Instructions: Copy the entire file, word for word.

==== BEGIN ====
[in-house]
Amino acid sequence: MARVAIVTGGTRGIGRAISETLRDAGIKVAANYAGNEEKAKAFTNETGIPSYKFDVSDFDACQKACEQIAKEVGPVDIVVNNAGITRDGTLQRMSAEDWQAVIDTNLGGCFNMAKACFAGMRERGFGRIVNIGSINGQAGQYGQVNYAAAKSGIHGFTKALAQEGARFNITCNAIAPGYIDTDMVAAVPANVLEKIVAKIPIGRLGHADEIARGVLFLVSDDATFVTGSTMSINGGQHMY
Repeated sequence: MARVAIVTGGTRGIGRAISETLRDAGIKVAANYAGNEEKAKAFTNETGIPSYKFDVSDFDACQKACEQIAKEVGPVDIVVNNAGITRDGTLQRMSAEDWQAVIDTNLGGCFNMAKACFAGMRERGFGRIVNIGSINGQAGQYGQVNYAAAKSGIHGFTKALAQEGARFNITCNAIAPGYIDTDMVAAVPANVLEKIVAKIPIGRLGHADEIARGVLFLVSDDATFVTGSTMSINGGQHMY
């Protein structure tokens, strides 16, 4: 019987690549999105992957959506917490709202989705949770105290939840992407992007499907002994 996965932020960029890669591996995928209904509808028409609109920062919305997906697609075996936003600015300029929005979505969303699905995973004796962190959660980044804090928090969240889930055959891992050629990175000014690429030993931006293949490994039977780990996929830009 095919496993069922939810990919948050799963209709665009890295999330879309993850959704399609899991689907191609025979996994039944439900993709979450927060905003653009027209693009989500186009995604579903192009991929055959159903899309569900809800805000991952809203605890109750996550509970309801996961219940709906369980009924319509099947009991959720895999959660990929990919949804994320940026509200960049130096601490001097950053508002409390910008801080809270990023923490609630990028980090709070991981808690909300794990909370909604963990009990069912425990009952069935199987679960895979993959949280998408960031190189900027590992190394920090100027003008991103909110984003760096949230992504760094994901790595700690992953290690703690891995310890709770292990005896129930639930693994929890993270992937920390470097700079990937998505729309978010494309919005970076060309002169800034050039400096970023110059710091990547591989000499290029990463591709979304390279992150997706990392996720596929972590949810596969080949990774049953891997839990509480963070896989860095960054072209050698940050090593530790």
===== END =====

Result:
[in-house]
Amino acid sequence: MARVAIVTGGTRGIGRAISETLRDAGIKVAANYAGNEEKAKAFTNETGIPSYKFDVSDFDACQKACEQIAKEVGPVDIVVNNAGITRDGTLQRMSAEDWQAVIDTNLGGCFNMAKACFAGMRERGFGRIVNIGSINGQAGQYGQVNYAAAKSGIHGFTKALAQEGARFNITCNAIAPGYIDTDMVAAVPANVLEKIVAKIPIGRLGHADEIARGVLFLVSDDATFVTGSTMSINGGQHMY
Repeated sequence: MARVAIVTGGTRGIGRAISETLRDAGIKVAANYAGNEEKAKAFTNETGIPSYKFDVSDFDACQKACEQIAKEVGPVDIVVNNAGITRDGTLQRMSAEDWQAVIDTNLGGCFNMAKACFAGMRERGFGRIVNIGSINGQAGQYGQVNYAAAKSGIHGFTKALAQEGARFNITCNAIAPGYIDTDMVAAVPANVLEKIVAKIPIGRLGHADEIARGVLFLVSDDATFVTGSTMSINGGQHMY
């Protein structure tokens, strides 16, 4: 019987690549999105992957959506917490709202989705949770105290939840992407992007499907002994 996965932020960029890669591996995928209904509808028409609109920062919305997906697609075996936003600015300029929005979505969303699905995973004796962190959660980044804090928090969240889930055959891992050629990175000014690429030993931006293949490994039977780990996929830009 095919496993069922939810990919948050799963209709665009890295999330879309993850959704399609899991689907191609025979996994039944439900993709979450927060905003653009027209693009989500186009995604579903192009991929055959159903899309569900809800805000991952809203605890109750996550509970309801996961219940709906369980009924319509099947009991959720895999959660990929990919949804994320940026509200960049130096601490001097950053508002409390910008801080809270990023923490609630990028980090709070991981808690909300794990909370909604963990009990069912425990009952069935199987679960895979993959949280998408960031190189900027590992190394920090100027003008991103909110984003760096949230992504760094994901790595700690992953290690703690891995310890709770292990005896129930639930693994929890993270992937920390470097700079990937998505729309978010494309919005970076060309002169800034050039400096970023110059710091990547591989000499290029990463591709979304390279992150997706990392996720596929972590949810596969080949990774049953891997839990509480963070896989860095960054072209050698940050090593530790």